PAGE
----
NO SHOW Comedy uploads its first comedy album online
While you can’t experience the laughs in person, NO SHOW went ahead and put the laughs online. The local comedy troupe has its first album, “A Louisiana Comedy Album,” on streaming platforms such as Spotify. The album features nearly 20 local and regional performers doing small sets recorded before a live audience. Fair warning: It’s adult comedy with explicit language. Find out more information on its Facebook page and website.
Louisiana Art & Science Museum’s downloadable coloring pages and educational videos
The downtown museum is quite the draw for children. But while it’s temporarily closed, it’s giving children a way to express themselves creatively with downloadable coloring pages from its Facebook page inspired by its exhibitions on Egyptian history, space, dinosaurs and more.
The museum has also streamed a live astronomy lesson that’s still available to watch if you missed it. And the museum has begun posting virtual experiences of its popular children’s activities, such as the Traveling Trunk Show, on Instagram. Expect to see more such videos posted in the coming days.
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Our mission at LASM has always been to encourage #discovery, inspire #creativity, and foster the pursuit of #knowledge, and that is what we will continue to do. #OurWorkContinues and we are excited to announce that we will be offering a virtual experience of the Museum and our programming for free! Today, play and learn with this special storytime from The Travelling Trunk Show! Visit our "Virtual Exploration" page on lasm.org/play-learn to find out more and discover new programs in the coming days! #WeMissOurKids #WeGotYou #InThisTogetherBR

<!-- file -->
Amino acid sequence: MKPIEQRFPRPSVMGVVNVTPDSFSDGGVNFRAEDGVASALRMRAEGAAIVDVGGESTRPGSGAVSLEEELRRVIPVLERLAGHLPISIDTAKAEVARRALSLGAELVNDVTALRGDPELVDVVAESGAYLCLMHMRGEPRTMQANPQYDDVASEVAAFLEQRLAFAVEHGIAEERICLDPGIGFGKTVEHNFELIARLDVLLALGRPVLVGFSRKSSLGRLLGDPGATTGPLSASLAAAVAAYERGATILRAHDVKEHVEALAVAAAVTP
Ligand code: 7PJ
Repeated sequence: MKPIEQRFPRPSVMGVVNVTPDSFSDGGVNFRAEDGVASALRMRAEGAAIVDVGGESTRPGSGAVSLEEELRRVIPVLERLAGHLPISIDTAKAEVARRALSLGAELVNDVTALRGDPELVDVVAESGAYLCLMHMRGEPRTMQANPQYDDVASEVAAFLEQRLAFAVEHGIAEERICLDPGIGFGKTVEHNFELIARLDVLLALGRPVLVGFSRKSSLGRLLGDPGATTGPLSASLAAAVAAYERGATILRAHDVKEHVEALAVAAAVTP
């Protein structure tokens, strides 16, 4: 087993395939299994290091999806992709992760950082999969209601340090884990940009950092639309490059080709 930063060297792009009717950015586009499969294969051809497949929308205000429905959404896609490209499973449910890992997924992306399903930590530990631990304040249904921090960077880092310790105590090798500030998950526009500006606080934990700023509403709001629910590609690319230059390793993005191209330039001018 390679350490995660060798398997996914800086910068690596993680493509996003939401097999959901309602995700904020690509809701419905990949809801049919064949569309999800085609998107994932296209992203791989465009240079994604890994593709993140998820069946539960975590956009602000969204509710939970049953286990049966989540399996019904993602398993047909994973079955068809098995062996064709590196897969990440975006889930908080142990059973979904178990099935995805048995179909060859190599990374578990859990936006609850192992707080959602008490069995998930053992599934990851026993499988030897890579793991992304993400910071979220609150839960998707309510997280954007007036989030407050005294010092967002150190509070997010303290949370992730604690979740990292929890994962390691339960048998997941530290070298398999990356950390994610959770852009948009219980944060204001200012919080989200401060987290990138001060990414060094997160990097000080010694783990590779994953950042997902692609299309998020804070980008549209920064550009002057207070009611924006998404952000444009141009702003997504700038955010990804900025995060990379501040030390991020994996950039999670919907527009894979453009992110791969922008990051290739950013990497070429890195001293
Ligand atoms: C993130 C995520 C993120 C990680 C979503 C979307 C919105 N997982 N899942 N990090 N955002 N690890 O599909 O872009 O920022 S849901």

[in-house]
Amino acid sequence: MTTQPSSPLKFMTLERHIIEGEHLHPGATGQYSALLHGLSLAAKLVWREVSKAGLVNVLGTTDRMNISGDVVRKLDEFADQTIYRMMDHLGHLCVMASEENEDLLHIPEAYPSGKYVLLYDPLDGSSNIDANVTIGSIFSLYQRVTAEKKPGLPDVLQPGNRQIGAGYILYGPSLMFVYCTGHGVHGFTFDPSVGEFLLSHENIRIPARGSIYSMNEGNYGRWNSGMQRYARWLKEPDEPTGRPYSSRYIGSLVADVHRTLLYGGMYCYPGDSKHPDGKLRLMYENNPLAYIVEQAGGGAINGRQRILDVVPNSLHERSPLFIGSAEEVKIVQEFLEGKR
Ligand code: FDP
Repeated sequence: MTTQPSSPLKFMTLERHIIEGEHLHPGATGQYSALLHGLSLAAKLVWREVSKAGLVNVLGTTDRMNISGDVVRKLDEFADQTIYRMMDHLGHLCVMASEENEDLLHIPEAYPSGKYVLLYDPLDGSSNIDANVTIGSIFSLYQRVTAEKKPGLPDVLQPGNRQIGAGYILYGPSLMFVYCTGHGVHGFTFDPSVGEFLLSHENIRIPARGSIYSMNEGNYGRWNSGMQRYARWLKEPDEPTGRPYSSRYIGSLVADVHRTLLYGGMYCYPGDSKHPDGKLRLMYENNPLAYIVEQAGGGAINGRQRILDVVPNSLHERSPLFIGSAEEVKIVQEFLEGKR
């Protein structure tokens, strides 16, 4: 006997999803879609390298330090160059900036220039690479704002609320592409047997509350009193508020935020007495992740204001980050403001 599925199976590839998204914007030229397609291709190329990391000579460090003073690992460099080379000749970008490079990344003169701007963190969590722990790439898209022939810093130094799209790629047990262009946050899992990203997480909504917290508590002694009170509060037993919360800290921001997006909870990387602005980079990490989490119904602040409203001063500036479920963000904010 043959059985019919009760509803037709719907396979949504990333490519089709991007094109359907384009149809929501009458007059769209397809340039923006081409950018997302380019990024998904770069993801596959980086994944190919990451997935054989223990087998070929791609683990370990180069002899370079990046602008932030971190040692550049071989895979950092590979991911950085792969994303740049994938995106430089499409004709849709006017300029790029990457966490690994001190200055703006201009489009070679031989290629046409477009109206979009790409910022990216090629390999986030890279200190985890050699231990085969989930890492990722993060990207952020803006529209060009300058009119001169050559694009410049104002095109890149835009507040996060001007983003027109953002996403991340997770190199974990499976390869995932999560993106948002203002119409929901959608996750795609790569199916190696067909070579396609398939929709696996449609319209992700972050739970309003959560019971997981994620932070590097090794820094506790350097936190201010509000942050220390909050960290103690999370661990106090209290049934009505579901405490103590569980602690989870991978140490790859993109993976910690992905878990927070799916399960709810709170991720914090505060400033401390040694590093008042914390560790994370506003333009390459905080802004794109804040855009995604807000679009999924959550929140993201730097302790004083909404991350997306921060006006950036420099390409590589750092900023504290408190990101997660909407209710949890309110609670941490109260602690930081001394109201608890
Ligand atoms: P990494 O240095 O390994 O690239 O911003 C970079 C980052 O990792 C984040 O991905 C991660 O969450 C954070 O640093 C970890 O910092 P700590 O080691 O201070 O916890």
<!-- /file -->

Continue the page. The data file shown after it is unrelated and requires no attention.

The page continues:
Rep Cap launches a virtual concert series with local musicians
Local content marketing business Rep Cap is launching a weekly Facebook Live series, “Remote Talent,” where Baton Rouge area musicians will play a virtual set. First up is Peter Simon of Minos the Saint playing at 2-2:30 p.m., March 20. Another virtual concert is scheduled for March 27 at the same time. All videos will be available to watch in full on the Facebook page after they go live.
A plus for the musicians: Rep Cap is paying the bands their regular performance fee.
The East Baton Rouge Public Library’s online resources and digital library
You can access the library’s digital collection anytime, but now more than ever it’s a great resource with ebooks, movies, magazines, music and content catered to every age group. On its Facebook page, the library is keeping it interesting with links to fun, educational sites and local history.
Let us know in the comments about other arts organizations providing online creative outlets for the community!